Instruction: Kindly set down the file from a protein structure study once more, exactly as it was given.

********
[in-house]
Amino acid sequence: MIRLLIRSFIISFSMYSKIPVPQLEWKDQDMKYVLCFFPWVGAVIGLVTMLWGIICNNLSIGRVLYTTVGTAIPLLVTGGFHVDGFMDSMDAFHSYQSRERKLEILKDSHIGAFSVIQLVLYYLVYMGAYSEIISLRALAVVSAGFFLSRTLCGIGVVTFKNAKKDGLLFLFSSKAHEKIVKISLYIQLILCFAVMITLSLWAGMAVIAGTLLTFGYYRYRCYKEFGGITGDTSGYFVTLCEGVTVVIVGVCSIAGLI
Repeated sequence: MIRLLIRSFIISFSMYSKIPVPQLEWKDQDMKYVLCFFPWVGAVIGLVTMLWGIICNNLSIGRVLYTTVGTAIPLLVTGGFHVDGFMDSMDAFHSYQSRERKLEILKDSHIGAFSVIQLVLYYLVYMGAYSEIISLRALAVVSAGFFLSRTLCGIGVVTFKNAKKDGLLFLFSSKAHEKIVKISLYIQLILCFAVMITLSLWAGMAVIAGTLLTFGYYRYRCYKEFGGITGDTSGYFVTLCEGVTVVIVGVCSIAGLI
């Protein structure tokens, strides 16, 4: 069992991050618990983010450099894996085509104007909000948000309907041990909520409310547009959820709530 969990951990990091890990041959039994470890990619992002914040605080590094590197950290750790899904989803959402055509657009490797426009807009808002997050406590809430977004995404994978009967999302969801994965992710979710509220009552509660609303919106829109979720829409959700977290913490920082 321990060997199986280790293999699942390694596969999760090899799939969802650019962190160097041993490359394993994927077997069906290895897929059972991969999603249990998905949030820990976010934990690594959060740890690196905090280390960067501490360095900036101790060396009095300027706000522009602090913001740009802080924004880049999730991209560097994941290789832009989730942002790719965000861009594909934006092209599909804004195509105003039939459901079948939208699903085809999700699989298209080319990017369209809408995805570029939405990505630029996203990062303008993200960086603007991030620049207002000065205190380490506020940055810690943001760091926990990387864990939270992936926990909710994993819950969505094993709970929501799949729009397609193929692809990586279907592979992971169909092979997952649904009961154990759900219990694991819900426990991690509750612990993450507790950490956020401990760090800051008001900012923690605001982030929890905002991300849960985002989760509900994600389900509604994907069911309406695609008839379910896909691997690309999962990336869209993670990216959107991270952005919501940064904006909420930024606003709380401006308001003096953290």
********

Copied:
[in-house]
Amino acid sequence: MIRLLIRSFIISFSMYSKIPVPQLEWKDQDMKYVLCFFPWVGAVIGLVTMLWGIICNNLSIGRVLYTTVGTAIPLLVTGGFHVDGFMDSMDAFHSYQSRERKLEILKDSHIGAFSVIQLVLYYLVYMGAYSEIISLRALAVVSAGFFLSRTLCGIGVVTFKNAKKDGLLFLFSSKAHEKIVKISLYIQLILCFAVMITLSLWAGMAVIAGTLLTFGYYRYRCYKEFGGITGDTSGYFVTLCEGVTVVIVGVCSIAGLI
Repeated sequence: MIRLLIRSFIISFSMYSKIPVPQLEWKDQDMKYVLCFFPWVGAVIGLVTMLWGIICNNLSIGRVLYTTVGTAIPLLVTGGFHVDGFMDSMDAFHSYQSRERKLEILKDSHIGAFSVIQLVLYYLVYMGAYSEIISLRALAVVSAGFFLSRTLCGIGVVTFKNAKKDGLLFLFSSKAHEKIVKISLYIQLILCFAVMITLSLWAGMAVIAGTLLTFGYYRYRCYKEFGGITGDTSGYFVTLCEGVTVVIVGVCSIAGLI
């Protein structure tokens, strides 16, 4: 069992991050618990983010450099894996085509104007909000948000309907041990909520409310547009959820709530 969990951990990091890990041959039994470890990619992002914040605080590094590197950290750790899904989803959402055509657009490797426009807009808002997050406590809430977004995404994978009967999302969801994965992710979710509220009552509660609303919106829109979720829409959700977290913490920082 321990060997199986280790293999699942390694596969999760090899799939969802650019962190160097041993490359394993994927077997069906290895897929059972991969999603249990998905949030820990976010934990690594959060740890690196905090280390960067501490360095900036101790060396009095300027706000522009602090913001740009802080924004880049999730991209560097994941290789832009989730942002790719965000861009594909934006092209599909804004195509105003039939459901079948939208699903085809999700699989298209080319990017369209809408995805570029939405990505630029996203990062303008993200960086603007991030620049207002000065205190380490506020940055810690943001760091926990990387864990939270992936926990909710994993819950969505094993709970929501799949729009397609193929692809990586279907592979992971169909092979997952649904009961154990759900219990694991819900426990991690509750612990993450507790950490956020401990760090800051008001900012923690605001982030929890905002991300849960985002989760509900994600389900509604994907069911309406695609008839379910896909691997690309999962990336869209993670990216959107991270952005919501940064904006909420930024606003709380401006308001003096953290």